A 1990 OTA report, Electronic Bulls and Bears: U.S. Securities Markets and Information Technology, notes that “Computer-assisted trading strategies can cause short-term price volatility, or spread selling or buying pressure from one market to others.” The report was written in response to requests by the House Committee on Energy and Commerce and the House Committee on Government Operations to assess the role of communication and information technologies in the securities markets.
OTA said, “Futures and options markets are criticized for developing products that are suspected of increasing the likelihood of a market crash. These problems call for a re-examination of public policies including changes in the regulatory structure.” The report also states, “The private sector cannot achieve, without government assistance, some of the necessary adjustments to keep American markets strongly competitive and to protect American investors and financial systems.”
In another 1990 report, Trading Around the Clock: Global Securities Markets and Information Technology, OTA describes the forces encouraging the development of international securities markets, the obstacles that must be overcome, and the major sources of unnecessary risk. The report describes three possible international regulatory schemes and states, “Effective response to a major securities market break will in the future require international as well as domestic actions. The central issue may be how to prevent a liquidity crisis from becoming a solvency crisis.”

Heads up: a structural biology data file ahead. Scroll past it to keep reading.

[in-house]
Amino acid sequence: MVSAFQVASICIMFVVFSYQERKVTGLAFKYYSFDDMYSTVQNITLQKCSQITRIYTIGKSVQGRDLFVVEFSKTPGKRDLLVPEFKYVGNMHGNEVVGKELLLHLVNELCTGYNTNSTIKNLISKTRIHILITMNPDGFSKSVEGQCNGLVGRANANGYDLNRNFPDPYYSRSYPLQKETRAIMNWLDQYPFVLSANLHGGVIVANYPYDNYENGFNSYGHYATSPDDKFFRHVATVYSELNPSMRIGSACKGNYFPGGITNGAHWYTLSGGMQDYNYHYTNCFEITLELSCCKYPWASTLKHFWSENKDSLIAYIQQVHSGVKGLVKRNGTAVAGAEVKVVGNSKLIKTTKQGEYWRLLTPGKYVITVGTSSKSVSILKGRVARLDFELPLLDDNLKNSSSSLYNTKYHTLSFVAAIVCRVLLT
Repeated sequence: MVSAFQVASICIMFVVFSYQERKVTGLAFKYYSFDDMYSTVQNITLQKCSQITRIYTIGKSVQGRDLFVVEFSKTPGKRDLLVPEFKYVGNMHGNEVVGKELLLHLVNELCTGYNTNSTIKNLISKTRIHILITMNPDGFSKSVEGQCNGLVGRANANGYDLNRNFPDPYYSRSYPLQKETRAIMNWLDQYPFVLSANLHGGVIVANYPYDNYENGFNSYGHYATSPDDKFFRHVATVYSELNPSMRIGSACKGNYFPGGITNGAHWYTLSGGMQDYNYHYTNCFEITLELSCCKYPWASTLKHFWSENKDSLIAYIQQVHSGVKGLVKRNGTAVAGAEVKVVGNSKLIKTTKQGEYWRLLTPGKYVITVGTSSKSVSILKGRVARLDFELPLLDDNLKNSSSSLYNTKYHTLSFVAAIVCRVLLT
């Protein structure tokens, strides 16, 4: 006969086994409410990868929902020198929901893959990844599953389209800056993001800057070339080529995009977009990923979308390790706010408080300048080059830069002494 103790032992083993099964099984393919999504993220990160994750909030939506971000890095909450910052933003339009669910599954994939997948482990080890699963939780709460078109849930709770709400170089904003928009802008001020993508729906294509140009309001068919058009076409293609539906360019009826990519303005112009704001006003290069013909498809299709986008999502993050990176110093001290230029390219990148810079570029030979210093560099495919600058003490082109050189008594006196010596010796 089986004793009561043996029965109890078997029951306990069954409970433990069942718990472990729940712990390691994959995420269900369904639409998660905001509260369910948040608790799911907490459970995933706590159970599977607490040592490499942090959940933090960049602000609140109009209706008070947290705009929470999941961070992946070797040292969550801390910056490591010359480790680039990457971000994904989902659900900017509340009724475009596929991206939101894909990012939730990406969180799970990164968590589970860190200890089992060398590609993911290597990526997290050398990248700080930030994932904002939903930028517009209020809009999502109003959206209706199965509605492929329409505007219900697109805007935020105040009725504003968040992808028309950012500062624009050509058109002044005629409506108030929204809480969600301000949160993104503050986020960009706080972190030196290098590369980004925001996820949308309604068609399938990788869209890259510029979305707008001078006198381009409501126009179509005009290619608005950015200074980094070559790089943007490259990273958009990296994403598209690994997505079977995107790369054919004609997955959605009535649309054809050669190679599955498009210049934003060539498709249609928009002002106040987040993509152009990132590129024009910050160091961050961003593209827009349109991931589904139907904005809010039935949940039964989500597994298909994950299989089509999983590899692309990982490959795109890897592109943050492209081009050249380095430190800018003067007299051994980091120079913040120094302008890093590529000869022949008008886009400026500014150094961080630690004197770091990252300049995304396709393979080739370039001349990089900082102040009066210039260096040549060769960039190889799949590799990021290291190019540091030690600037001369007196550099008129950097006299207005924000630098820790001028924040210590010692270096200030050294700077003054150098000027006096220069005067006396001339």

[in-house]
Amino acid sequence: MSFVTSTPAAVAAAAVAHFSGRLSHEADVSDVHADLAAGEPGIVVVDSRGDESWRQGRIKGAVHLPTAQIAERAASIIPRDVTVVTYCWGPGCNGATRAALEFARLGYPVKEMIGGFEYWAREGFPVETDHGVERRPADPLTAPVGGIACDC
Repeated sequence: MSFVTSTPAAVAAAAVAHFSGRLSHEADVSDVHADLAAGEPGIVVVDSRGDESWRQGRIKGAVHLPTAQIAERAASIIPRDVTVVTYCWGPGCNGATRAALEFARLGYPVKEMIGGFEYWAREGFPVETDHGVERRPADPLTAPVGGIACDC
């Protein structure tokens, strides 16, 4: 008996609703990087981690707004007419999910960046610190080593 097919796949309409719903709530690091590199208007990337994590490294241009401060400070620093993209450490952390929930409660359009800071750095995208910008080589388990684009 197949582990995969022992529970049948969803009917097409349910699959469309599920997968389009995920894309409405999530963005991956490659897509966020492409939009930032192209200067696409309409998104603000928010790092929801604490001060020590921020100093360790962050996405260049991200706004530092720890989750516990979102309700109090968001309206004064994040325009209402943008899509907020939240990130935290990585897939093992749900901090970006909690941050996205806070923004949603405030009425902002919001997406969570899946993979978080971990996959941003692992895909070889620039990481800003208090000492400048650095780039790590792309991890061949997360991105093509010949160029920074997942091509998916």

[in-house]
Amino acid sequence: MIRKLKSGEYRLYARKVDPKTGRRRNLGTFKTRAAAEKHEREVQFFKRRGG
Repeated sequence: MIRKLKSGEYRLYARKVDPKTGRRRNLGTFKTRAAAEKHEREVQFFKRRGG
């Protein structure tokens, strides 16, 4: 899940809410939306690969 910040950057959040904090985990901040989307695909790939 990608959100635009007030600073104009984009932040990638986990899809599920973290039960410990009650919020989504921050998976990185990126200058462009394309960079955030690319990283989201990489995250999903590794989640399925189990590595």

In a 1984 report, Effects of Information Technology on Financial Services Systems, OTA described new technologies and other changes in the financial service industry and warned that in large amounts of funds were being moved from accounts that are insured and closely supervised to accounts that offer higher return but have little, if any, Federal protection. This report was part of a study requested in 1982 by the House Committee on Banking, Finance, and Urban Affairs; the House Committee on Energy and Commerce and the Senate Committee on Banking, Housing, and Urban Affairs. The committees requested OTA to study the impacts of information processing and telecommunication technologies on financial service systems.